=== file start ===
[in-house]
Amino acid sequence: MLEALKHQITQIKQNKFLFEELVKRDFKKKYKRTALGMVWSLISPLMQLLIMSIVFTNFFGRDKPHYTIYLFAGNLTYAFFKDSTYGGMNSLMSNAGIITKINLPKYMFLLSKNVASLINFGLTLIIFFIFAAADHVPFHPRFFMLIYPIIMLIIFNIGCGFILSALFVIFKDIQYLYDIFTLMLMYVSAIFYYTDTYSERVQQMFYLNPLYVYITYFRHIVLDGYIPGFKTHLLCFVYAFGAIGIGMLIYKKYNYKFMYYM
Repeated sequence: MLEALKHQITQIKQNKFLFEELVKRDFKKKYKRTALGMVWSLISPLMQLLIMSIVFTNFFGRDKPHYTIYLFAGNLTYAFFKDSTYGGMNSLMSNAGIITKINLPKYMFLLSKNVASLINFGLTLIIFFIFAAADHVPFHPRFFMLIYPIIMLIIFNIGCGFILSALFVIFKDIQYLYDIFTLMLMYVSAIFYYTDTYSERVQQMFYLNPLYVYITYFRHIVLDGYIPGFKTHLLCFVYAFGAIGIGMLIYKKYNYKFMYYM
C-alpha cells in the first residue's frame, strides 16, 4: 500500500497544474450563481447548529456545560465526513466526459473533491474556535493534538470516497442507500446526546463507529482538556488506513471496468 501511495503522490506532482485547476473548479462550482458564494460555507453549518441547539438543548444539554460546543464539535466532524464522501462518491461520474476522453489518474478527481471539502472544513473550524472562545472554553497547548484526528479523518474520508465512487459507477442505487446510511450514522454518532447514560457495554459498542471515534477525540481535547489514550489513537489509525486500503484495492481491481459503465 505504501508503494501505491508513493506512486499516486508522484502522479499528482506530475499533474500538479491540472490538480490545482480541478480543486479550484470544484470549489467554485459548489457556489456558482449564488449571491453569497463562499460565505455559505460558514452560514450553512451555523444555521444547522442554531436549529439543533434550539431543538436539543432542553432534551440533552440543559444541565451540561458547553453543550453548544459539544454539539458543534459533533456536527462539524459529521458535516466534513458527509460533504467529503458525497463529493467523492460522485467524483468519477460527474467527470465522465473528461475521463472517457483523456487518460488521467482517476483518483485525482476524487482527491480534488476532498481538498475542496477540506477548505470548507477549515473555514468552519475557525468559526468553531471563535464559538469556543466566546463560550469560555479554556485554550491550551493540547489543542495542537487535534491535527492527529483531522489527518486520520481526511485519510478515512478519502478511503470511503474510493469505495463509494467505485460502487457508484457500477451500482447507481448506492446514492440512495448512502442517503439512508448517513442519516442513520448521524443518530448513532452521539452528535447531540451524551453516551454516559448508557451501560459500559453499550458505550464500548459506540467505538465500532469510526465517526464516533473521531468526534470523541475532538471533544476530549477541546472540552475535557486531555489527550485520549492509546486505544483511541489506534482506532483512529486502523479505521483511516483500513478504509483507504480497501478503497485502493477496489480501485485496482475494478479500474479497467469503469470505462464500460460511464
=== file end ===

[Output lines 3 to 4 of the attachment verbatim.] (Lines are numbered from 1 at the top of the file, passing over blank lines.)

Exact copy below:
Repeated sequence: MLEALKHQITQIKQNKFLFEELVKRDFKKKYKRTALGMVWSLISPLMQLLIMSIVFTNFFGRDKPHYTIYLFAGNLTYAFFKDSTYGGMNSLMSNAGIITKINLPKYMFLLSKNVASLINFGLTLIIFFIFAAADHVPFHPRFFMLIYPIIMLIIFNIGCGFILSALFVIFKDIQYLYDIFTLMLMYVSAIFYYTDTYSERVQQMFYLNPLYVYITYFRHIVLDGYIPGFKTHLLCFVYAFGAIGIGMLIYKKYNYKFMYYM
C-alpha cells in the first residue's frame, strides 16, 4: 500500500497544474450563481447548529456545560465526513466526459473533491474556535493534538470516497442507500446526546463507529482538556488506513471496468 501511495503522490506532482485547476473548479462550482458564494460555507453549518441547539438543548444539554460546543464539535466532524464522501462518491461520474476522453489518474478527481471539502472544513473550524472562545472554553497547548484526528479523518474520508465512487459507477442505487446510511450514522454518532447514560457495554459498542471515534477525540481535547489514550489513537489509525486500503484495492481491481459503465 505504501508503494501505491508513493506512486499516486508522484502522479499528482506530475499533474500538479491540472490538480490545482480541478480543486479550484470544484470549489467554485459548489457556489456558482449564488449571491453569497463562499460565505455559505460558514452560514450553512451555523444555521444547522442554531436549529439543533434550539431543538436539543432542553432534551440533552440543559444541565451540561458547553453543550453548544459539544454539539458543534459533533456536527462539524459529521458535516466534513458527509460533504467529503458525497463529493467523492460522485467524483468519477460527474467527470465522465473528461475521463472517457483523456487518460488521467482517476483518483485525482476524487482527491480534488476532498481538498475542496477540506477548505470548507477549515473555514468552519475557525468559526468553531471563535464559538469556543466566546463560550469560555479554556485554550491550551493540547489543542495542537487535534491535527492527529483531522489527518486520520481526511485519510478515512478519502478511503470511503474510493469505495463509494467505485460502487457508484457500477451500482447507481448506492446514492440512495448512502442517503439512508448517513442519516442513520448521524443518530448513532452521539452528535447531540451524551453516551454516559448508557451501560459500559453499550458505550464500548459506540467505538465500532469510526465517526464516533473521531468526534470523541475532538471533544476530549477541546472540552475535557486531555489527550485520549492509546486505544483511541489506534482506532483512529486502523479505521483511516483500513478504509483507504480497501478503497485502493477496489480501485485496482475494478479500474479497467469503469470505462464500460460511464